What medical condition that puts you at higher risk of coronavirus and how you can protect yourself
It is becoming a bit of a spell ?; we hear it every time there is talk about coronavirus: “Parents and those with underlying health conditions are most at risk”
But what health condition we have to worry about and if that means that anyone with health problems long-term complications are doomed to be victims of Covid-19?
Well, the short answer is, not necessarily.
There is a good chance that even those who have underlying medical conditions will make a full recovery from the virus, but they are at increased risk of complications such as shortness of breath, pneumonia, and in some cases, require machines and treatments intensive hospital to help them breathe.
We learn new things about the virus all the time but the evidence shows this time that people who have diabetes (of any kind) are most at risk for complications and require treatment in a hospital intensive, followed by people with underlying heart condition, then lung conditions such as asthma and chronic obstructive pulmonary disease (COPD).
So, in addition to washing your hands, practice “social distancing” and stick to the hygiene measures were good overall, there are some other things you can do to minimize your risk.
Here are some of our long-term health condition to worry about.
some worldwide are estimated to have diabetes. People with diabetes do not produce enough of the hormone, insulin, or their body has become resistant to the effects of insulin.
Insulin is needed to break down the sugar and release energy for your body to use. If you do not produce insulin, sugar can build up to dangerous levels in your blood
Diabetes is on the list of risk coronavirus for good reason -. High levels of sugar in your blood can dampen your immune system. If your blood sugar was poorly controlled for some time, this can cause white cells that help fight infection becomes weaker and fewer in number, leaving you prone to catching infections and complications from their suffering.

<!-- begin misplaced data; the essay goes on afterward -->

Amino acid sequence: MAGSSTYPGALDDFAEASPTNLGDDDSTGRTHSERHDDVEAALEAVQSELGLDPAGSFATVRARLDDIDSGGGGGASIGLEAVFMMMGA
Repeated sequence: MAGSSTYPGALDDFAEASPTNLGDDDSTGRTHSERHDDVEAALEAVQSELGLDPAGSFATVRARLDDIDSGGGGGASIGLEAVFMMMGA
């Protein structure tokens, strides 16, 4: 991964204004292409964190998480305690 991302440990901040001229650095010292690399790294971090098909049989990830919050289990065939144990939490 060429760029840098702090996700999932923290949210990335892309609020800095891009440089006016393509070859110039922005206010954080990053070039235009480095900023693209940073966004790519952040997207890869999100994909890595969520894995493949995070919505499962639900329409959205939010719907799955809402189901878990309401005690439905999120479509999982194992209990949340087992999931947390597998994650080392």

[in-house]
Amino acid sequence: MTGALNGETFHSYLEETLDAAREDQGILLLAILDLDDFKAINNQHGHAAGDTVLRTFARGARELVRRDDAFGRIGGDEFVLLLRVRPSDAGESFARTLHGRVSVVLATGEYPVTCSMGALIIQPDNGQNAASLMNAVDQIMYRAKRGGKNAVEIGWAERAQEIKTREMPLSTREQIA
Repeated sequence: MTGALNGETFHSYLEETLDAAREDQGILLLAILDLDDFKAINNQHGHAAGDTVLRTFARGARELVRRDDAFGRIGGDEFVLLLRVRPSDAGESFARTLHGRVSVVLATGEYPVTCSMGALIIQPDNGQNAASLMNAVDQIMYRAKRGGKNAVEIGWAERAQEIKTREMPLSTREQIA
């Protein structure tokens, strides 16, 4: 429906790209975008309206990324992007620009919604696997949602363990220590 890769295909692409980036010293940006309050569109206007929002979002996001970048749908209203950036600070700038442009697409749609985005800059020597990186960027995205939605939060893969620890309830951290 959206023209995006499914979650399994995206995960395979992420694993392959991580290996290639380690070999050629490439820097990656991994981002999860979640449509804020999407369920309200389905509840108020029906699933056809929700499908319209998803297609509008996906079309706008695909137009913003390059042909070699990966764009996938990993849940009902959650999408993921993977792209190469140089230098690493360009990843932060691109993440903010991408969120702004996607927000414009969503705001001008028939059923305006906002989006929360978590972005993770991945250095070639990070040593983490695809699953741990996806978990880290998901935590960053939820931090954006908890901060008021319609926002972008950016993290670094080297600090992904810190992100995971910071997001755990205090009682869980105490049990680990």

no matter what type of diabetes you have – now is an excellent time to get on top of your sugar
Talk to your doctor manage your diabetes and make sure you are. the right medicine.
Make sure you are taking the medication as prescribed. This may sound silly but a lot of my patients forget to take medication or simply take when they want to.
Improve your diet by cutting down on carbohydrate-rich foods (bread, chapatti, potatoes and pasta, as well as pastries and sweets) and increase levels of physical activity will help to bring your blood sugar drops and help give the immune system your best chance of fighting coronavirus.
If you are self-isolating, there are simple exercises you can do at home. a brisk walk around the park for 10 to 15 minutes a day and climbing the stairs several times a day is enough to get your heart racing and make you breathe a little harder -. all of which will go some way to improving your physical health
According to the World Health Organization (WHO), cardiovascular disease is the whole world for men and women of all races. We have to manage as best as possible during an outbreak of coronavirus.
In my experience, people with high blood pressure or high cholesterol often fail to take prescribed medications because they do not always have physical symptoms one of those things.
However, over time, high blood pressure and high cholesterol will provide enough pressure on the heart and its ability to pump blood throughout your body, making you susceptible to infections.
The same advice applies here; taking medication and seeing a diet and lifestyle choices. Again, avoid carbohydrate-heavy foods and increase your uptake of vegetables and lean meats such as chicken and fish will help. A simple change might just save your life.
Approximately 235 million people worldwide have asthma and 65 million have.
Most people who have significant asthma or COPD inhaler prescribed two groups. The first is preventers, which are taken every day (even if you feel better) to help improve lung function and reduce your background flareup risk your condition. Anothers is busting – blue inhaler usually taken only when you feel shortness of breath or wheezing. Really, you do not need this much inhaler.
If you use a reliever your inhaler more than two to three times per week, it would suggest the health background of your lungs is not under control and you should talk with your doctor to manage your condition to see whether or you do not need to improve your care.
Having good health lungs background will go a long way in reducing the risk of complications including Covid 19 severe respiratory problems and even pneumonia.
SOURCE:. Al Jazeera News
Dr Amir Khan was an NHS doctor and senior university lecturer in the UK
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© 2020 Al Jazeera Media Network
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